When a Child Discloses
By Caitlin Bootsma
As hard as it is to hear a child disclose abuse, the first thing to remember is to stay calm. Keep in mind how incredibly difficult it probably was for them to come to you, to trust you, and to share their story with you. It's also important to be aware that children may not always disclose abuse in clear terms. Perhaps they don't understand how the action was manipulative, or how to define it or describe it. Maybe they are uncomfortable saying things aloud and will hint at what happened.
They sometimes use "test balloon" statements, and share something that may seem inconsequential at first. For example, they may say something like "I don't like Coach Smith anymore, and I don't want to go to soccer practice." With a "test balloon" statement such as this, they are testing to gauge your reaction, which may determine whether or not they continue with a disclosure. If you simply give a quick response and move on, they aren't likely to continue with their discomfort or a disclosure. But, if you settle in a bit and ask open-ended additional questions to see if something is amiss, it could be an opportunity for the child to further tell you about something that is unsettling to them.
If a child does disclose to you that they are being victimized, here are some steps to take:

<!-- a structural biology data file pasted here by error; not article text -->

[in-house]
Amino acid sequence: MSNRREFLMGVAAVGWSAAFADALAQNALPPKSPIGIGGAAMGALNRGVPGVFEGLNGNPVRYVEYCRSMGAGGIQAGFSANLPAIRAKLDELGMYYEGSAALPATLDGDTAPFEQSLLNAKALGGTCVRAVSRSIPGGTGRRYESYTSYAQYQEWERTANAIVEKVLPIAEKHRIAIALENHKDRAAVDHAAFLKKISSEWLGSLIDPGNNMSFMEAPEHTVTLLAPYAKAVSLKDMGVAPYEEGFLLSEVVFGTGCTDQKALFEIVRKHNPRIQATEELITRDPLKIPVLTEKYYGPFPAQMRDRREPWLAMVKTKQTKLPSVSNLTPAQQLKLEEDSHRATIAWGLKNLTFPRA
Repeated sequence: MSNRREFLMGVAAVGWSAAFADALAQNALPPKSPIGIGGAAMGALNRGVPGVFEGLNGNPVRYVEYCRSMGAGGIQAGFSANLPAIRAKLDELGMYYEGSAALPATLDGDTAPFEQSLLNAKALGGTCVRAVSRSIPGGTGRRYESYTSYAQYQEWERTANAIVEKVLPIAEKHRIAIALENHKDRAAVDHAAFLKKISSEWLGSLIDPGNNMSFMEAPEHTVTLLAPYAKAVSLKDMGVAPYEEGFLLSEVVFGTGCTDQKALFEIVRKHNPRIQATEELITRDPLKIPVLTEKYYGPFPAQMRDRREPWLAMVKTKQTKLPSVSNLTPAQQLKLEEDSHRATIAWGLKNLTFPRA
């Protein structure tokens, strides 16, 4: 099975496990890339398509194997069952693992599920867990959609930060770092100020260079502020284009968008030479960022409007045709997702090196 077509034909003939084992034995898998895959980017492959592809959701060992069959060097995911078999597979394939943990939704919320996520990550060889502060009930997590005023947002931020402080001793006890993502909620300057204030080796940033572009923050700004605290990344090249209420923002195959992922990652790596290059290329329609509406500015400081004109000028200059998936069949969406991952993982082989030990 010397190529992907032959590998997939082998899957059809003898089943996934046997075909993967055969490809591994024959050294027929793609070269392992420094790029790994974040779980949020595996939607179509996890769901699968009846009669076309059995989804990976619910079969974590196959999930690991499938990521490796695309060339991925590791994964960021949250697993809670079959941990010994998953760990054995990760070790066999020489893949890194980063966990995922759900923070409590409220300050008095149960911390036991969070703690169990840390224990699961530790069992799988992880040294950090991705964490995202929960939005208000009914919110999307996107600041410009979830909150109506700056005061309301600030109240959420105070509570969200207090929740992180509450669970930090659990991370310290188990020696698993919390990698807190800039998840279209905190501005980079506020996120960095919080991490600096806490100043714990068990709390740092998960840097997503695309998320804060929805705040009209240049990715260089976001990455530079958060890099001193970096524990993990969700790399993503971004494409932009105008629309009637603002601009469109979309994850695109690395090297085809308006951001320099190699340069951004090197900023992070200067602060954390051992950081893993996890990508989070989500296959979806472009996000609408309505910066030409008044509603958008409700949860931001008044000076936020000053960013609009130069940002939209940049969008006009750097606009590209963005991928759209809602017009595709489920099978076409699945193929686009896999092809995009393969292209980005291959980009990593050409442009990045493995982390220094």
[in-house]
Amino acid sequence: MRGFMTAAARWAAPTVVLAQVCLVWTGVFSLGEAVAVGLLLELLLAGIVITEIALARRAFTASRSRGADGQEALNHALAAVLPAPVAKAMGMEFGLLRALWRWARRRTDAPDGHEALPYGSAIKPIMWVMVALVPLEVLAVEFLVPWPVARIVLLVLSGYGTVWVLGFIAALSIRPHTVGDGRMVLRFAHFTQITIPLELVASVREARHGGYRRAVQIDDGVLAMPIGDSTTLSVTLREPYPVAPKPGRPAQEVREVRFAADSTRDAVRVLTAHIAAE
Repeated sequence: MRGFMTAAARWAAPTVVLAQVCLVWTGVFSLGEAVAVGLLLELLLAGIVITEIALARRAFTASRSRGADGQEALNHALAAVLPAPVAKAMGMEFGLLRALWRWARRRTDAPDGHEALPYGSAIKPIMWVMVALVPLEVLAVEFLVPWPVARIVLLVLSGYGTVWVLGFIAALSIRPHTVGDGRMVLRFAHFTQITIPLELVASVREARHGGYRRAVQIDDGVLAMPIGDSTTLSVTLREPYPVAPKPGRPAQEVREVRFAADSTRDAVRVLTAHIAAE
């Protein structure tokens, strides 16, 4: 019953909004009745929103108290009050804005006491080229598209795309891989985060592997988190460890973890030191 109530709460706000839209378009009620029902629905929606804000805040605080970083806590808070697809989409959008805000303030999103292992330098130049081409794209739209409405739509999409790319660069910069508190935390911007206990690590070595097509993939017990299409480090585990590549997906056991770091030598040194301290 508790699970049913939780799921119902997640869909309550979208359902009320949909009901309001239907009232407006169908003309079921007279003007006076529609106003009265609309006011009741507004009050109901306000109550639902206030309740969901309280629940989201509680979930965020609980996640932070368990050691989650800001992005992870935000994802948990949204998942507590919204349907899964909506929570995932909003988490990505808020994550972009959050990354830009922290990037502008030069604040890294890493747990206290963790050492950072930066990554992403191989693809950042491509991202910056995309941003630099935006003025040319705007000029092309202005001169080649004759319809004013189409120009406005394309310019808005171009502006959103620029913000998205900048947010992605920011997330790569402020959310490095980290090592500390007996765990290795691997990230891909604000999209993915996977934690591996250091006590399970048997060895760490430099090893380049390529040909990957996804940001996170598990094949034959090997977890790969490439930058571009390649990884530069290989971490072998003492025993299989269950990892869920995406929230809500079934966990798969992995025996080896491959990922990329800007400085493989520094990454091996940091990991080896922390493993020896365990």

- Listen to them. Let them fully express what happened to them and what they want to share in their own way. Childhelp.org suggests limiting your questions to: What happened? When did it happen? Who did it? How do you know them?
- Affirm them. Let them know that you hear what they are saying and that you believe them. Tell them they are brave for sharing this with you.
- Support them. Let them know that you are there for them and want to help them. Do not make promises not to tell anyone.
- Document their disclosure. Write down any exact quotes that may be helpful to authorities later (but, do not do this in front of them while the children are speaking).
- Report any suspicion of abuse to the proper authorities. As soon as possible, when the child is with another safe adult, make a report to the child protection agency in your state. You can find the reporting information by state here.
Receiving a disclosure of abuse is a big responsibility. By listening well and reporting, you can be part of the process to help victim/survivors, and allow the child the opportunity to begin to heal.
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